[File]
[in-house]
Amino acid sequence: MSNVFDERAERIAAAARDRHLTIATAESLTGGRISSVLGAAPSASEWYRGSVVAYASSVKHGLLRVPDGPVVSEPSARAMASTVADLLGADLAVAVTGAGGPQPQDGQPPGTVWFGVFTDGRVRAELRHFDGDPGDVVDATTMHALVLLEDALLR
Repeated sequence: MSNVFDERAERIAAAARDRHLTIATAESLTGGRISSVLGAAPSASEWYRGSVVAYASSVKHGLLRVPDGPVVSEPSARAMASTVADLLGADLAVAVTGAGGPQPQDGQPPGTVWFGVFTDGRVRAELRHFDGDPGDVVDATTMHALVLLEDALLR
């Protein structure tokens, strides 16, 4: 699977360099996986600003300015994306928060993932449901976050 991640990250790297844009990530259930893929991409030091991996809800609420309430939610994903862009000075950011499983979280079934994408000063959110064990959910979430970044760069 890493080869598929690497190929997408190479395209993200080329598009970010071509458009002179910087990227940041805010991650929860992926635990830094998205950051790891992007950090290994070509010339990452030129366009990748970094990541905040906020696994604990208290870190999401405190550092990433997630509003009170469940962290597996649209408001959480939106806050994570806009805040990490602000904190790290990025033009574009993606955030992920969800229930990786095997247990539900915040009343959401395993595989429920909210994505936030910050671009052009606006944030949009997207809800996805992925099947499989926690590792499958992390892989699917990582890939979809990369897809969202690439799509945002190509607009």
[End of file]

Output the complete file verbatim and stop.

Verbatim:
[in-house]
Amino acid sequence: MSNVFDERAERIAAAARDRHLTIATAESLTGGRISSVLGAAPSASEWYRGSVVAYASSVKHGLLRVPDGPVVSEPSARAMASTVADLLGADLAVAVTGAGGPQPQDGQPPGTVWFGVFTDGRVRAELRHFDGDPGDVVDATTMHALVLLEDALLR
Repeated sequence: MSNVFDERAERIAAAARDRHLTIATAESLTGGRISSVLGAAPSASEWYRGSVVAYASSVKHGLLRVPDGPVVSEPSARAMASTVADLLGADLAVAVTGAGGPQPQDGQPPGTVWFGVFTDGRVRAELRHFDGDPGDVVDATTMHALVLLEDALLR
């Protein structure tokens, strides 16, 4: 699977360099996986600003300015994306928060993932449901976050 991640990250790297844009990530259930893929991409030091991996809800609420309430939610994903862009000075950011499983979280079934994408000063959110064990959910979430970044760069 890493080869598929690497190929997408190479395209993200080329598009970010071509458009002179910087990227940041805010991650929860992926635990830094998205950051790891992007950090290994070509010339990452030129366009990748970094990541905040906020696994604990208290870190999401405190550092990433997630509003009170469940962290597996649209408001959480939106806050994570806009805040990490602000904190790290990025033009574009993606955030992920969800229930990786095997247990539900915040009343959401395993595989429920909210994505936030910050671009052009606006944030949009997207809800996805992925099947499989926690590792499958992390892989699917990582890939979809990369897809969202690439799509945002190509607009």